TIES Launches Belonging Guide
What would happen if students with varying abilities weren’t just welcome in classrooms, but actually needed? They would create schools that aren’t merely inclusive, but where everyone belongs.
Such is the vision behind a new guide from the TIES Center at the Institute on Community Integration, Creating communities of belonging for students with significant cognitive disabilities.
Created in partnership with Vanderbilt University professors Erik Carter and Elizabeth Biggs, the free guide for schools helps them reflect on what they are doing well and what areas need improvement on the road to the full inclusion of students with significant cognitive disabilities. Carter, a former high school teacher and transition specialist, is a widely published author whose research focuses on inclusion strategies. Biggs, a former special education teacher who has worked extensively with students using augmentative communication devices, studies the use of interventions in schools and communities. The authors also led a team to create a second resource on approaches for peer engagement that will be available on the TIES website later this year.
“As students headed back to in-person school, we wanted to emphasize that school should be a place where every student belongs. While this is true for all students, it is particularly true for students with significant cognitive disabilities, who have often been segregated and isolated from their peers,” said Kristin Liu, TIES Center principal investigator. “We launched this resource in October, National Bullying Prevention Month, to bring attention to what schools can do to create a culture of belonging.”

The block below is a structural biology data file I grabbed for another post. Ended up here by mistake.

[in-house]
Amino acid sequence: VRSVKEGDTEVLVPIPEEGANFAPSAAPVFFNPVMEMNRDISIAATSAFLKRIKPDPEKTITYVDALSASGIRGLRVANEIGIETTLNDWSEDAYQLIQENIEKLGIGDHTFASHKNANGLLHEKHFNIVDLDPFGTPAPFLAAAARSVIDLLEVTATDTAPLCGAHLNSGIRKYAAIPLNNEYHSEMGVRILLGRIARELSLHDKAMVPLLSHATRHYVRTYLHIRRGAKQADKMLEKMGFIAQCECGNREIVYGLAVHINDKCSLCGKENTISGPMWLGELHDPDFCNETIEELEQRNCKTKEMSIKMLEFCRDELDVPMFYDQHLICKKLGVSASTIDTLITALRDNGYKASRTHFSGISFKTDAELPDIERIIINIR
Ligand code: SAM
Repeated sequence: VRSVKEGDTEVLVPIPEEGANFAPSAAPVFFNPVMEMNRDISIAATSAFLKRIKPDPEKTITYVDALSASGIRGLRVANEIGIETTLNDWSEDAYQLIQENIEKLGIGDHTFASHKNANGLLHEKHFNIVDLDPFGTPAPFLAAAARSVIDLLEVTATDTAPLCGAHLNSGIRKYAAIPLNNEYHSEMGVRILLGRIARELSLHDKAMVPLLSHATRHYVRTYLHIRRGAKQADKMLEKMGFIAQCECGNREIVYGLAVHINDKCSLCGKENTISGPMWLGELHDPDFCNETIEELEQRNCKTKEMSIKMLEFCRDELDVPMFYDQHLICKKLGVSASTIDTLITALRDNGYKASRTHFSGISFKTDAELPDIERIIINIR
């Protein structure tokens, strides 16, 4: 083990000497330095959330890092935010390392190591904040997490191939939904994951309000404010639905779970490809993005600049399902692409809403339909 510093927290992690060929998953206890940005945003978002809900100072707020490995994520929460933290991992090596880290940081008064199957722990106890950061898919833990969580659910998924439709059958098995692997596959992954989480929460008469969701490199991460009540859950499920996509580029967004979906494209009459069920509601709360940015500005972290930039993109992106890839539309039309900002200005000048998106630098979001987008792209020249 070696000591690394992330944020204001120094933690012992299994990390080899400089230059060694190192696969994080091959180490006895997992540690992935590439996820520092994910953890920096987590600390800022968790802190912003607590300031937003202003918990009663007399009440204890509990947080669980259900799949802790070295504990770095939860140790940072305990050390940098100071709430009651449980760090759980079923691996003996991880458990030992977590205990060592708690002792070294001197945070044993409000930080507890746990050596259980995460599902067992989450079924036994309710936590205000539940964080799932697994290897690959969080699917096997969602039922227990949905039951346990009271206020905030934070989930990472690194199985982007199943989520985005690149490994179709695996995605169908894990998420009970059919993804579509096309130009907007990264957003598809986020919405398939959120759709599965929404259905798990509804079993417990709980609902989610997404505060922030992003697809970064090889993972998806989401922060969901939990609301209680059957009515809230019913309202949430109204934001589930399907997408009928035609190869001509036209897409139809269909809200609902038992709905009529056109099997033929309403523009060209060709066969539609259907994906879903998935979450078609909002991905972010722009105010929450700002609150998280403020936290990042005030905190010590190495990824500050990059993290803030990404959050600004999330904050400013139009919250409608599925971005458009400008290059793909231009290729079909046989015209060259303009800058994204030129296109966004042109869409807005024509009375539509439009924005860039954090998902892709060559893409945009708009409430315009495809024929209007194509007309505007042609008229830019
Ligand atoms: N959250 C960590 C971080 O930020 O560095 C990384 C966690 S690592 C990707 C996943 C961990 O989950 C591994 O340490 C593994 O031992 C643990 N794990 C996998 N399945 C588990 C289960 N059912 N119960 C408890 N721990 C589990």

The guide covers nine dimensions of belonging, walking users through the steps required to have students with significant disabilities truly belong in a classroom, from being present (not sitting with a paraprofessional away from other students), to being needed and valued for their contributions to enrich the classroom.
“We found that schools are wanting more resources to be able to reflect on what they are doing well and areas where they want to empower students to become needed members of their classrooms,” said Jessica Bowman, co-principal investigator of the TIES Center, a national technical assistance center on inclusive policies and practices in the kindergarten–8th grade education system. “They want to know what true belonging looks like.”
TIES stands for increasing Time in the general education classroom, Instructional Effectiveness, Engagement with curricula and peers, and Support for Inclusive Practices from state and district education officials.
Students with significant cognitive disabilities have made strides toward being present in the general education classroom, and toward being welcomed and known by their peers, Bowman said, but full acceptance to the point that these students are full contributors has been elusive.
Schools can foster this level of belonging by providing leadership opportunities and skills training to succeed, connecting students with extracurricular activities, and involving them in service-learning projects, among other steps, she said.
Want to start a conversation at your school about inclusion? Check out the Belonging Reflection Tool.